If you really love this salsa and believe it needs to continuye, go for it. It may be that the original mistress of this sauce just doesn't want to deal with the public and all the stress of festivals and weekly farmers markets, taxes, licensing,legal contracts...


It is daunting and not for everyone....
 
Deidra loves travel, had the time of her life in Albuquerque last year. But I can't argue the stress marketing might have on her. I'm a musician, a PEOPLE PERSON, so I'm made for it, and both my wife and I believe 120% in the quality and flavor of the stuff.
 
salsalady said:
If you really love this salsa and believe it needs to continuye, go for it. It may be that the original mistress of this sauce just doesn't want to deal with the public and all the stress of festivals and weekly farmers markets, taxes, licensing,legal contracts...


It is daunting and not for everyone....
The lady is a really tough sell. Been working on her since my last post and...por nada. I think the best we can do is weedle her Grandma's recipe out of her and consider doing a start up...I know she wouldn't compromise with the copacker regarding fresh hand-selected ingredients. Even with her suppliers practically local it made her sauces fair pricey, but the stuff is ambrosia.
 
Then again, I am a better than just good slumgullian chef. My garden salsas boot mahooty, maybe it's time to do some cookin' of my own... :idea:
 
Sheesh...I wish I would've seen this thread 6 years ago. Deidre has always been one of my favorite customers...and THAT SALSA...so good. I wish someone would've reached out to me, or maybe someone did. Billy has been a friend since 2009 and yes, he absolutely fell in love with that salsa. All three heat levels that we packed for her (with an NDA), were great. We'd never sell a batch of any of our customers' recipes to anyone else without an agreement in place.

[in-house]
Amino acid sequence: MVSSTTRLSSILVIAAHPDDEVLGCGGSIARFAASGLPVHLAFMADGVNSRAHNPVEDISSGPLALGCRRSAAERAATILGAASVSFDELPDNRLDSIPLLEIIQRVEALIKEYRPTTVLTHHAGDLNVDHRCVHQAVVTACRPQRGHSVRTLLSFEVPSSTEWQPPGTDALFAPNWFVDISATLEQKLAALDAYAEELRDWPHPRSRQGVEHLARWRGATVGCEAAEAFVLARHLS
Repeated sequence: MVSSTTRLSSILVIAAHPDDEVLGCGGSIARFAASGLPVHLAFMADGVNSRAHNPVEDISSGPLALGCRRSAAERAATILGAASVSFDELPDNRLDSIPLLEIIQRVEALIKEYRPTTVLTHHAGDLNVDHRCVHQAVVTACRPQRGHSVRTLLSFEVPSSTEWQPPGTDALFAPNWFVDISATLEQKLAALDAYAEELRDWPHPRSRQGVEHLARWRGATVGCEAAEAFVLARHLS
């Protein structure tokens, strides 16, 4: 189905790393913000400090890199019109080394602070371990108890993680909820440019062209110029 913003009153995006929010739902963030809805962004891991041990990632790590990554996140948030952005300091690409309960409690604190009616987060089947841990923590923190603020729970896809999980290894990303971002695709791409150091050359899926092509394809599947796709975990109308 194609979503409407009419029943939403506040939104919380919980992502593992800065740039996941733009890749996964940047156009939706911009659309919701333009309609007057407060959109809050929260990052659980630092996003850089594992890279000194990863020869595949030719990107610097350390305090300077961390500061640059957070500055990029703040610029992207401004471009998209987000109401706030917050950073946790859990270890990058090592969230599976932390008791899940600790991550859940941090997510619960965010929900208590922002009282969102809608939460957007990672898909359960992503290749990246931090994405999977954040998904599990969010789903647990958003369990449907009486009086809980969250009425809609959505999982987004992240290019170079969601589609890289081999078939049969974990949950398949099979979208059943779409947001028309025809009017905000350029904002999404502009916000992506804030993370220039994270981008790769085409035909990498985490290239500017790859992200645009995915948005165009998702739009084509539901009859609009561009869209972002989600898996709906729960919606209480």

Note: I'm the one who took the picture!
 

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Sheesh...I wish I would've seen this thread 6 years ago. Deidre has always been one of my favorite customers...and THAT SALSA...so good. I wish someone would've reached out to me, or maybe someone did. Billy has been a friend since 2009 and yes, he absolutely fell in love with that salsa. All three heat levels that we packed for her (with an NDA), were great. We'd never sell a batch of any of our customers' recipes to anyone else without an agreement in place.

Note: I'm the one who took the picture!

Hi @Danny Cash , you and I chatted a year or so about Deidra and her products, and the coincidence is uncanny, because the campaign started up again over Christmas to get her rolling again. My daughter has a post on FB asking for encouragement for her "aunt" Deidra to call you. We and the family have her talked into at least a one run batch, just for family and friends, but if we can get her to agree, this salsa needs to make a comeback. We've moved to CO Springs ourselves, and I grow varied and sundry mid-to-high heat peppers, mostly to make a chokecherry-Rocoto jelly.

Just sayin'; don't be surprised to hear from her sooner or later, we first need to work on re-startup funding!

BTW, we've been here a year and I still haven't made a trip to your store!!

And for the record, I was misinformed regarding anyone stealthing her recipe, she told me this herself, and six years is a long time for this old cat to remember where I got it from...